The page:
- Follow this trail until it crosses the Warburton Hwy. It will continue alongside until reaching a bridge where the footpath ceases. With caution cross the bridge and follow the highway a few hundred metres until you reach Riverside Dr off to the right. Walk back along Riverside Dr until you reach the junction with Big Pats Creek Rd.
- Reaching Big Pats Creek Rd (from either direction), turn down it and walk roadside for 3km in to the Big Pats Creek camping area – you will cross a road bridge. Look for the Walk Into History trail signage to your right. It sidles up between Big Pats Creek and Smyth Creek Road. This is where you can also park and begin your walk if looking to cut out the Warburton to Big Pats Creek section.
- Ahead is 9km of trail that gently climbs up the valley towards Starlings Gap.
- At 10.3km (cumulative) or 1.9km beyond Big Pats Creek trailhead you will reach Burns Rd. Continue along briefly looking on your left hand side to re-enter the singletrack. Follow the trail all the way up to Starlings Gap.
- At Starlings Gap, cross the road to the picnic and camping area. This is a great overnight stop. It is also a good location for a shorter walk (potentially still an overnighter at 24km) from here out to the Ada Tree and New Federal Mill and back.
- Continuing on, pick up the singletrack located to the eastern side of the camping area.
- The tramway trail follows the contours, working its way 7.5km downstream along the Ada Valley, eventually coming in to The Crossing, an intersection where you can turn left on an out-and-back to the New Ada Mill, right down towards Powelltown, or continue straight ahead towards the Ada Tree and New Federal Mill. For those skipping the Ada Tree section, turn right. Otherwise continue on straight through (east) towards New Federal Mill.
- Walkers will arrive at the New Federal Mill site, one of the most prolific mills of the timber industry heyday, eventually closed in 1949. From here, continue on to complete the Ada Tree loop in an anti-clockwise direction. You will come to the Ada Tree Picnic Area first, then take the ‘Island Creek Walk’, a 1.3km section that is perhaps the most stunning of the entire route, passing through fern corridors and verdant gullies before reaching the Ada Tree viewing platform.
- From the Ada Tree, continue the loop around anti-clockwise, the trail following the Little Ada River until re-joining the track you walked in on.
- Retrace your steps back to The Crossing.
- Turn left at The Crossing, heading south past the impressive Ada Mill No.2 – another good campsite located near the Ada River.
- After crossing Downey Spur Rd you drop immediately down the intimidating High Lead, a precipitous descent that shoots directly off the spur towards Big Creek, 2km and 500 vertical metres below.
- Hitting Big Creek, the terrain flattens out for a pleasant creek-side walk over 2.5km until reaching the main Yarra Junction-Noojee Rd and High Lead Car Park.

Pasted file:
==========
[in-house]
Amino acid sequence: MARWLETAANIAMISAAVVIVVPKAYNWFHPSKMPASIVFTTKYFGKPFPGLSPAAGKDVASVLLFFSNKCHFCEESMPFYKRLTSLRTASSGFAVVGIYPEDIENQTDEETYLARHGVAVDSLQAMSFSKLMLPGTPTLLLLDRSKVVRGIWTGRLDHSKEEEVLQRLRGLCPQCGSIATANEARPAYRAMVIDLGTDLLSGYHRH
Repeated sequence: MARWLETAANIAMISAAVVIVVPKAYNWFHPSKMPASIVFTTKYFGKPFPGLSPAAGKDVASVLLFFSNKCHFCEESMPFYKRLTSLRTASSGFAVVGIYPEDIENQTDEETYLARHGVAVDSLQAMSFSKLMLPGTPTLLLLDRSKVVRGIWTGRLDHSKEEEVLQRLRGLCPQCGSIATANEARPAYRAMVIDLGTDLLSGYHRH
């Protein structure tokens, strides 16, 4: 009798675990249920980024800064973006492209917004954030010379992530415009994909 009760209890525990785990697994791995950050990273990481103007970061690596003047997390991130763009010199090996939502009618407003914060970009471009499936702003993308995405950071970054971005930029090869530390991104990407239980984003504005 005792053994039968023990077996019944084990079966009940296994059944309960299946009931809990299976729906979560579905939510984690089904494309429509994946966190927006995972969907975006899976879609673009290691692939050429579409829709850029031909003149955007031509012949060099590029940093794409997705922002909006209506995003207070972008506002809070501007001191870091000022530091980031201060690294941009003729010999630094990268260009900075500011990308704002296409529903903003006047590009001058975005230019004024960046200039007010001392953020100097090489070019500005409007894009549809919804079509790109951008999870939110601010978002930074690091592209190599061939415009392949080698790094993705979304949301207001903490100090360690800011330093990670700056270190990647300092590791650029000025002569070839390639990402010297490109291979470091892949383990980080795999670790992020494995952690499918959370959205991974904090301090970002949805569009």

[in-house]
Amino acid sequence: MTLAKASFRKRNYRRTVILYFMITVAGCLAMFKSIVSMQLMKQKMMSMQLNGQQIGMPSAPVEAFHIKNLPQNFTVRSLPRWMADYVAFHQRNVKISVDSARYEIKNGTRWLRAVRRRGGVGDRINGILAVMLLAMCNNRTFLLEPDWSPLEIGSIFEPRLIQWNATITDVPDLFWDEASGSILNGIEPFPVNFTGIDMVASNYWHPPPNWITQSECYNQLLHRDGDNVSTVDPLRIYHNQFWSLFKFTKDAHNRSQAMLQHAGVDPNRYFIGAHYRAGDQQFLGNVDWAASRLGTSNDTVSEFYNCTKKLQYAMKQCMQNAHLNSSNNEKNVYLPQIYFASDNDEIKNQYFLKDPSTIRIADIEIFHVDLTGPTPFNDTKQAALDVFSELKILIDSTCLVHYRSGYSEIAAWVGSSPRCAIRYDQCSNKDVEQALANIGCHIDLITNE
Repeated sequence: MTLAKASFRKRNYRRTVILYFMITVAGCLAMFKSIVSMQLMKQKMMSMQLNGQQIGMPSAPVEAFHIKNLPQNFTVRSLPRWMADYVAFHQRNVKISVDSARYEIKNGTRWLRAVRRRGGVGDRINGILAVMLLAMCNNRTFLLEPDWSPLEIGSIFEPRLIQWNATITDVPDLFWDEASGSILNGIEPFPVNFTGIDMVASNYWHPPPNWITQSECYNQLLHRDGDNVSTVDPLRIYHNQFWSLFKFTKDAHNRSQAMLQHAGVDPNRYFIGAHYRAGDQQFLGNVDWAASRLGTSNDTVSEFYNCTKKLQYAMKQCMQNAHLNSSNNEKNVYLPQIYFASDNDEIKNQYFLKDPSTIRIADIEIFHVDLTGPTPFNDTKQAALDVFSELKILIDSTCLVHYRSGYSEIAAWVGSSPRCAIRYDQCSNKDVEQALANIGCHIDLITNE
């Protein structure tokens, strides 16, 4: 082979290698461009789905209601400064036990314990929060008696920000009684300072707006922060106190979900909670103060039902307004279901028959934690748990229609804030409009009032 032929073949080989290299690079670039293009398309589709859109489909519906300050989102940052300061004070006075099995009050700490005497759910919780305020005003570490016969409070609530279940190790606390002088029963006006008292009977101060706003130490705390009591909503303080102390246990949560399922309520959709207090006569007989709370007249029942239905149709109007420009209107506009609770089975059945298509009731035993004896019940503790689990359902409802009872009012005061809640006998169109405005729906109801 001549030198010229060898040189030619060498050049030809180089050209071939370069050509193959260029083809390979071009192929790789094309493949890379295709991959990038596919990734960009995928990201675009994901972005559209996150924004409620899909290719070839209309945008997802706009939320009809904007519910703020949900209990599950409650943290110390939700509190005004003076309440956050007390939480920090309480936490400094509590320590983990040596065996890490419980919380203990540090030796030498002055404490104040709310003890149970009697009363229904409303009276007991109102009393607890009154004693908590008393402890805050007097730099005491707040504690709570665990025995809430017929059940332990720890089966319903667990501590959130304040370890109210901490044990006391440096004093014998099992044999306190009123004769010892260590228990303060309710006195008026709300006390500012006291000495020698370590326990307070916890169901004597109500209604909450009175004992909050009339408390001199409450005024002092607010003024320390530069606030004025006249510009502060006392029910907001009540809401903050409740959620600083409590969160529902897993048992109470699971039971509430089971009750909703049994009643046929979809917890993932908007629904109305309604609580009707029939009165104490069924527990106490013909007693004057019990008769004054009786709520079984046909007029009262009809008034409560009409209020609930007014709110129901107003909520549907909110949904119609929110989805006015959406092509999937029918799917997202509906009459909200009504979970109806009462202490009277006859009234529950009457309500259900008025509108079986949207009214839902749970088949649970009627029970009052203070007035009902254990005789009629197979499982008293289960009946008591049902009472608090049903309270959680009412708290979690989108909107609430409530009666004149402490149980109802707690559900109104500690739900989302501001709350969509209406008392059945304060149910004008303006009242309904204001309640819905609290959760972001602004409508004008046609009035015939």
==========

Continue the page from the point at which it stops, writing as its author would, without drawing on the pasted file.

- From here, walkers pick up the final 11km length of the Walk Into History. For 3.5km you will follow Little Yarra River before the trail crosses briefly back over the main road, and then back again at the historic Bump Tunnel, a railway cutting constructed in 1925. Spanning 313m in length it was constructed to avoid winching up the extreme inclines found here.
- Another 3.5km of mostly benched trail (with a few small gully drops) and you will pop out on Mackley Ck Rd.
- Turn left down the road and walk 800m until you reach the main road, cross over and pick up the signed ‘Walk Into History’ singletrack diving back into the foliage.
- After dipping down some steps you will emerge into a clearing – there will be a house to your left. Cross the clearing and take the trail to your right, which will again dip down into a small gully and back up some steps.
- The route follows the trail on west until joining Lloyds Rd. Continue on straight ahead following the Walk Into History signage.
- You will come to Blake St. Cross over and find a small yard to your right down the side of a church hall. Continue on to the main road, crossing over to pick up the footpath heading west alongside the Yarra Junction–Noojee R.
- Follow the path until you reach the trailhead car park and Powelltown Picnic Area, obvious for the interpretation signage.
Begin your walk at Big Pats Creek, thereby cutting off the transit section from Warburton. You can also terminate your walk at High Lead Car Park, saving another 11km (from Big Pats Creek trailhead to High Lead is 31km).
For a shorter walk that is out-and-back with less climbing, you can park at Starlings Gap, and walk out to The Ada Tree and back. This is a ‘highlights route’ as it takes in the most spectacular parts and includes most of the historical artefacts to be discovered, plus Ada herself! It’s still a decent distance, however, clocking in at just over 24km and 422m of ascent, so you may want to camp at the New Federal Mill site, 9.5km in (or 14.5km if you complete the Ada Tree loop before pitching your tent).
Or, for an even quicker burst, try the 5km loop (142m ascent) that goes into the famed big tree from the Ada Tree Picnic Area – it’s short but worth the drive in, such is the bang for your rainforest-buck.
Download the zip file and then upload to use on your GPS or KML-enabled device or Google Maps.